I’ve been wondering how to write about this for a long time and then during the regular City Council meeting in Enterprise, a decision made by the council brought it all together for me.
Enterprise has been struggling for a long time to create a brand for itself, as has Wallowa.
Both communities have been giving it a lot of effort over the years and the news coming out of Wallowa these days makes it the most exciting city I cover right now.
I’ll be keeping a close eye on Wallowa and letting you know everything I find out. You folks in Wallowa can help me by sending me news tips and making sure I know about things that might be flying under the radar. School Superintendent Bret Uptmor already is on board with that and we try to meet in person several times a month. Councilman Garret Lowe is leading the charge on brainstorming and organizing revitalization developments for the city with the aid of dozens of city servants and community movers and shakers, and I try to keep up with what’s going on there as well.
As I’ve reported before, Wallowa is making plans to put themselves on the map by means of a Main Street revitalization and congruent theme for Main Street, to be expressed in business signage. Early talks, (and nothing is settled, yet) have been around identifying Wallowa as the Industry City, with industrial themes.
I think that is so cool. I love it.
Meanwhile in Enterprise, the city has installed its substantial and beautiful Welcome to Enterprise sign along Highway 82 at the town’s west entrance. I was so pleased. I’d thought for a long time that we just weren’t putting our city on the map in a visual way for visitors. And now, we’ve begun at the boundary of the city. Our sign shows our agricultural valley.
I’ve wondered what Enterprise could do to support that theme in public art. Joseph has been able to line its Main Street with public art and brand itself as the “art community.” Wallowa is considering industrial art. But Enterprise is not Joseph or Wallowa. Our cities need their own identities.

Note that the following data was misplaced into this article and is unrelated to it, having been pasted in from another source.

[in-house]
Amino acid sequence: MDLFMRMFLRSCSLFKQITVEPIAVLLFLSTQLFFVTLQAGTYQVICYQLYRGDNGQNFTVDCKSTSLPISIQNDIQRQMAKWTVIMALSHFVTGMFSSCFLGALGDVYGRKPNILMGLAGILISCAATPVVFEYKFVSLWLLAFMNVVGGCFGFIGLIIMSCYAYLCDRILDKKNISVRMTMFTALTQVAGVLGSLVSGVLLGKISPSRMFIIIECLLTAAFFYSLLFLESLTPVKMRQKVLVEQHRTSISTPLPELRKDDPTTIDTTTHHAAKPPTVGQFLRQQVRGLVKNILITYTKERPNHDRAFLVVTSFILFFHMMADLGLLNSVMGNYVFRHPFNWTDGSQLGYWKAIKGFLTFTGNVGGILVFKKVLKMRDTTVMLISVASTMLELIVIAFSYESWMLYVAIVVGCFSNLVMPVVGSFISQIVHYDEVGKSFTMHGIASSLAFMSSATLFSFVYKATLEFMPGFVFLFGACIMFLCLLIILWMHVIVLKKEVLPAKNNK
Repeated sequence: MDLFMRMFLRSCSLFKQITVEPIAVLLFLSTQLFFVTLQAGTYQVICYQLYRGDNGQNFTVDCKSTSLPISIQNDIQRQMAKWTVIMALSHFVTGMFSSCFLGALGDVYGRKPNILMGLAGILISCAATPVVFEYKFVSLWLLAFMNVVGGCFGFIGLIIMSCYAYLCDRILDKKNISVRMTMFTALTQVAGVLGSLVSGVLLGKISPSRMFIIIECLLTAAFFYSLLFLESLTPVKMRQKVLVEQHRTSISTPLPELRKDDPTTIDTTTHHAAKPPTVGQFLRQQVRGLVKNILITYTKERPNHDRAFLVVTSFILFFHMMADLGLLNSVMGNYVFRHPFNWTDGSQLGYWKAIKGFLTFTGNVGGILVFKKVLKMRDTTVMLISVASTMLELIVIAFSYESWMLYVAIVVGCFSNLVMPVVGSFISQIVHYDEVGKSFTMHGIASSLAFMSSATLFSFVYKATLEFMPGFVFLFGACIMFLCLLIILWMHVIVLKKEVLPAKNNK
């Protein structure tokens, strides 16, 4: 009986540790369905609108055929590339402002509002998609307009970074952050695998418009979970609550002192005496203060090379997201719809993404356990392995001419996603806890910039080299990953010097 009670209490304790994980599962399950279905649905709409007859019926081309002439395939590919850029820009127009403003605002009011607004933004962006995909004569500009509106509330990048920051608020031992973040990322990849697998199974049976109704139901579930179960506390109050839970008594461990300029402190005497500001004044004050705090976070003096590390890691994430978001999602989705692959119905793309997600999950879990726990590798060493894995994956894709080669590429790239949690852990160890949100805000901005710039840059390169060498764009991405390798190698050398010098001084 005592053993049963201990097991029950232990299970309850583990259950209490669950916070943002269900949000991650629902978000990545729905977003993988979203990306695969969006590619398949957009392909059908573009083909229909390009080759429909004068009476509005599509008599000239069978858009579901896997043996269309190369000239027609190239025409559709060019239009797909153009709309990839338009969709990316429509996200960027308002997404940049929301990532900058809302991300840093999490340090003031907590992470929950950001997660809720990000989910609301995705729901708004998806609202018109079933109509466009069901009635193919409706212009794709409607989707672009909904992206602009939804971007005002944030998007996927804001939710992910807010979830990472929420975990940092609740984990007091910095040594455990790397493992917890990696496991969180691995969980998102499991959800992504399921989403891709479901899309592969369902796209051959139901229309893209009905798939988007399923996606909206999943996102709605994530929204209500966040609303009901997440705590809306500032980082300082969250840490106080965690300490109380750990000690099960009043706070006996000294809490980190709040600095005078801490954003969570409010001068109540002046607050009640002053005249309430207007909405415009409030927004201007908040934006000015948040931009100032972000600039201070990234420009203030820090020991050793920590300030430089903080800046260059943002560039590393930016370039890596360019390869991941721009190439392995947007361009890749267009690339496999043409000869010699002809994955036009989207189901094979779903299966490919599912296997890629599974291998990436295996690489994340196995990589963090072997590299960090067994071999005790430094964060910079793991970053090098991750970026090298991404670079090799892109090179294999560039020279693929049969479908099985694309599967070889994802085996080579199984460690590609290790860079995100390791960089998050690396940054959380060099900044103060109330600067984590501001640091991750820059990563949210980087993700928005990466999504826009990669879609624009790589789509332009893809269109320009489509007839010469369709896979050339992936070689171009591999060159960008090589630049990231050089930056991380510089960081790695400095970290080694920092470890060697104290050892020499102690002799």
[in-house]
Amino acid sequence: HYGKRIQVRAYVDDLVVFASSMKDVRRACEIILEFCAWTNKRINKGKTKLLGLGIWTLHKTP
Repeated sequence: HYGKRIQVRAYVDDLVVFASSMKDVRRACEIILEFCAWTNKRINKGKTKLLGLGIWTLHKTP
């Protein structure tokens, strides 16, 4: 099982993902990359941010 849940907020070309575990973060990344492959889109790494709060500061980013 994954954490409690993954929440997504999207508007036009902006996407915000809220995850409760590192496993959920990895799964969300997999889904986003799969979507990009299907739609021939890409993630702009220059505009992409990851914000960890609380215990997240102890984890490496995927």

What is Enterprise centering its theme around?
Well, I’m just one opinion on this, but the idea for public art for Enterprise was suggested to me by the incredible collection of Enterprise farmer Erl McLaughlin out at Sunrise Iron.
Erl, as you no doubt know, has a massive barn jammed full of antique agricultural equipment and people come from all over to see that. That made me think. Why not place a few pieces of noteworthy agricultural equipment around Enterprise?
As it turns out, the city already has had a similar idea. The art that has been installed is not an agricultural piece, but it’s certainly a “country life” piece — the city last summer placed its 1937 antique fire truck on the 90-degree turn where Highway 82 becomes River Street. It has been decorated for fall and the plan is to decorate it accordingly for each new season.
On Nov. 14 the council made the decision to protect its antique truck with a roof. The front area of the structure will be open so that the truck can continue to be a showpiece, seasonal decorations can continue and event signage can conceivably hang from the beam of the roof as well.
Is this the beginning of Enterprise country-life/agricultural art?
Please send your Biz Buzz news tips to Kathleen Ellyn at email@example.com.